Now Playing: TaylorMade rac MB TP Irons
Who said musclebacks have to be plain in shape? The new rac MB TP Irons ($1,200/3-PW) from TaylorMade Golf feature the company’s usual high-tech spin on innovative new golf equipment, this time in the shape of a Tour-proven muscleback. Played by such names as Retief Goosen, Fred Funk and John Daly (how’s that for a threesome?), the rac MB TP irons were designed with heavy input from several touring professionals who prefer minimal offset and a high center of gravity for the kind of workability and controlling ballflight that’s demanded by the world’s greatest players.
The forged carbon steel rac TP MB irons feature a thinner topline and more compact size and shape than the previous rac TP irons, as well as enlarged, second-generation feel pockets to promote a softer feel. Each iron also has a milled face and grooves for a consistent spin rate and trajectory. Other features include TaylorMade’s Tour bounce configuration, with a specially designed leading edge that minimizes digging and a tail edge that lessens friction through the turf. The rac MB TP irons feature Rifle Flighted, True Temper Dynamic Gold, Dynamic Gold Sensicore, Dynamic Gold SL and Precision Rifle Project X steel shafts. www.taylormadegolf.com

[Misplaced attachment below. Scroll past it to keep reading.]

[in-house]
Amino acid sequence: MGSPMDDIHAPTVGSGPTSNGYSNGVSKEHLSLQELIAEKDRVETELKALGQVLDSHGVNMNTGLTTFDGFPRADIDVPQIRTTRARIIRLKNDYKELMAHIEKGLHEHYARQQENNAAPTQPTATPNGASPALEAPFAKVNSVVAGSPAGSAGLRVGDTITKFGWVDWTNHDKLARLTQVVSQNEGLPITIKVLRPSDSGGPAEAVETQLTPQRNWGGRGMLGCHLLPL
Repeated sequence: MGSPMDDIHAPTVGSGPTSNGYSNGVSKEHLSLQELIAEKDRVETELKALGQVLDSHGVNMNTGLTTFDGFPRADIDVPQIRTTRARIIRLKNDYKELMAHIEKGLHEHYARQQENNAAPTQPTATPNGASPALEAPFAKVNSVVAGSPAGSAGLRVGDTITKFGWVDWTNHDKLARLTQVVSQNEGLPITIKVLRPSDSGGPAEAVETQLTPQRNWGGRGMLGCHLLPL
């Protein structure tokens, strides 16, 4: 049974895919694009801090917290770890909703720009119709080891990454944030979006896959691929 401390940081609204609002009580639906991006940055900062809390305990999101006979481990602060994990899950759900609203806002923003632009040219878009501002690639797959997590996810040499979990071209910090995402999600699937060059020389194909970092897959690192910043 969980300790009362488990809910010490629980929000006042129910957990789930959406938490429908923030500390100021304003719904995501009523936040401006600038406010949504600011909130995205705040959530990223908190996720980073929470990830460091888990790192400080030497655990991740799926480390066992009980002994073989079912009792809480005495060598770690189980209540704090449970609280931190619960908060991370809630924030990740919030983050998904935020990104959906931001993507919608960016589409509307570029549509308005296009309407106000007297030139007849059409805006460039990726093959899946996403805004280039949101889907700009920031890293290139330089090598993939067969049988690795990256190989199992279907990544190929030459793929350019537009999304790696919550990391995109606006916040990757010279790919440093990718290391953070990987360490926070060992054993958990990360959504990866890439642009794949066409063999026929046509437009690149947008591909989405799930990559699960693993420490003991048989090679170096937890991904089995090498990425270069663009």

Sometimes it helps to look at an iron from every angle, especially from above and below, to really see if a particular iron suits your ability and demands. In the case of TaylorMade Golf’s rac MB TP irons, each iron features a thin sole design, which creates a somewhat higher CG than thicker-soled irons, resulting in not only a lower trajectory but greater ability when it comes to shaping shots. From above, one can see not only limited offset but a thinner topline, which better players prefer when it comes to iron shape aesthetics. Now, if improved workability and a higher CG aren’t to your liking, TaylorMade also offers several irons that feature thicker sole widths, lower CGs, more perimeter weighting and greater offset for players who want the most in forgiveness, distance and improved spin.